Pensions - Articles - Pensions Schemes Bill receives Royal Assent

Comments from TPR, Aon and Hymans Robertson on the Pension Schemes Bill receiving Royal Assent

 The Pension Regulator’s (TPR’s) Chief Executive, Charles Counsell, welcomed the Pensions Schemes Bill receiving its Royal Assent. He said: “The Pension Schemes Act 2021 provides a strong package of measures to further protect UK pension savers. We are extremely pleased to see it become law and have worked closely with the Department for Work and Pensions to develop effective proposals that will make a real difference to savers.

 “Through the new Act, we will build on our clear, quick and tough approach to drive better standards across the pension schemes we regulate and ensure savers are treated fairly by employers.

 “The Act gives us new powers to act against unscrupulous employers and enhances our ability to gather information more efficiently, and to scrutinise how defined benefit pension schemes are funded and the actions that affect them. We will be clear in our expectations when talking to trustees, employers and others, and quick to take effective action where we have concerns. Trustees will be expected to demonstrate how their funding approach is prudent, appropriate and sustainable.

 “We will continue to work closely with the industry and other stakeholders to produce the necessary codes and guidance to ensure the measures are introduced in an effective way. We are a risk-based and proportionate regulator and this measured approach will continue. Our work is driven and directed by the pursuit of our statutory objectives and we use our powers where appropriate and reasonable to do so.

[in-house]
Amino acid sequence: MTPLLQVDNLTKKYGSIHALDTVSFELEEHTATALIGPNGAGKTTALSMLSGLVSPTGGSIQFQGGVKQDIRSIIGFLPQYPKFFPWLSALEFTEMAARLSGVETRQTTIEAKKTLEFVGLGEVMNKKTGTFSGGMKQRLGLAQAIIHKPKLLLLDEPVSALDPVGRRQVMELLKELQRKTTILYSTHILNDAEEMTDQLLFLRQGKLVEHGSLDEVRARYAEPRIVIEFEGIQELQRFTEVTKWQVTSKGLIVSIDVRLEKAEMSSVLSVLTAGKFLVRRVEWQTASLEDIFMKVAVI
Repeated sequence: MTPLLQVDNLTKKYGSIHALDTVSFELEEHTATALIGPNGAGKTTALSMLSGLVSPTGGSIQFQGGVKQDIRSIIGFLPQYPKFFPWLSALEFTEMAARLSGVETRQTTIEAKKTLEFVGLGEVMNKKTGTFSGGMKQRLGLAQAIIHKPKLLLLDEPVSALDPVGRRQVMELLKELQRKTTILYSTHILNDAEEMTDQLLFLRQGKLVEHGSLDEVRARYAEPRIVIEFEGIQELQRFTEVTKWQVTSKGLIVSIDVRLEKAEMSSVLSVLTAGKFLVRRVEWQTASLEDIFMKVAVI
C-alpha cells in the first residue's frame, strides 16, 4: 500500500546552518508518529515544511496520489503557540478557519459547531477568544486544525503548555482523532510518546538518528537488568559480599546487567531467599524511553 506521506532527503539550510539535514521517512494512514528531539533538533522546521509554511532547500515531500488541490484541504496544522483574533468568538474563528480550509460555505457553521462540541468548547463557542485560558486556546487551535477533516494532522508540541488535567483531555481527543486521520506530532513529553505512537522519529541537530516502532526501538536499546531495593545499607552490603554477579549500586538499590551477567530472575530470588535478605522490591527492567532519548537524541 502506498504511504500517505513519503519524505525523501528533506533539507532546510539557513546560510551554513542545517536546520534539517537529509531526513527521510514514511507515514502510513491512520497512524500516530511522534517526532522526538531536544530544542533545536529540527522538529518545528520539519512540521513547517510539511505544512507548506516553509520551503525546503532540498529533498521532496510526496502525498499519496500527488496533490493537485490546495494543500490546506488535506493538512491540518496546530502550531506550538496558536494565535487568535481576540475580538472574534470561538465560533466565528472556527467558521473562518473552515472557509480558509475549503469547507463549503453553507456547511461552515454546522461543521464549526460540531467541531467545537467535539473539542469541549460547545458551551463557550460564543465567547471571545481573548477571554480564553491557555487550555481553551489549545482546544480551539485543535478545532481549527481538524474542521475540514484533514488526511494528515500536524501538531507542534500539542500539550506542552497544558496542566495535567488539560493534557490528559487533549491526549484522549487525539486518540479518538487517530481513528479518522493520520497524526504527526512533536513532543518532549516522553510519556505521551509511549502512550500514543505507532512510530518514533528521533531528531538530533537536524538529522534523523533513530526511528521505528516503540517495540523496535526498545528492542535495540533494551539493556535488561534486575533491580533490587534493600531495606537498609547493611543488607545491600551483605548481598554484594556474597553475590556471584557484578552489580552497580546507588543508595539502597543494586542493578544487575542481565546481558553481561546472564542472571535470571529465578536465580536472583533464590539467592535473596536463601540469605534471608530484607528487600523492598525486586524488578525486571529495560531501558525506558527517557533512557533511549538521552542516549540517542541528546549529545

“The Act highlights that pension scheme trustees should be considering the effects of climate change, and we can expect regulations requiring them to engage more fully with the risks and opportunities arising from the response to this global emergency. We too are stepping up to meet this challenge and will be launching our own climate strategy during 2021.”

 Matthew Arends, partner and head of UK Retirement Policy for Aon, said: “This has been a lengthy but very worthwhile process. It’s one in which Aon has been very active from the start, so we take particular pleasure in today’s news.

 “This legislation brings CDC schemes into reality and with the increasing decline in the private sector of defined benefit schemes, it offers the possibility for DC savers to achieve an income for life from their DC savings in both an efficient way and without having to make complex investment decisions.”

 Matthew Arends continued: “Sitting alongside familiar DB and DC benefit designs, CDC can now offer something different and welcome, so we are approaching an exciting time.

 “This new legislation opens up the opportunity to enable single employer CDC plans. But it shouldn’t stop there – the path should now be open for Government and the Department for Work & Pensions to move ahead at pace with the second phase of enabling legislation. This would provide wider-reaching options, making CDC accessible in a variety of ways – potentially including CDC master trusts, decumulation-only CDC platforms, and industry-wide or multi-employer CDC plans.”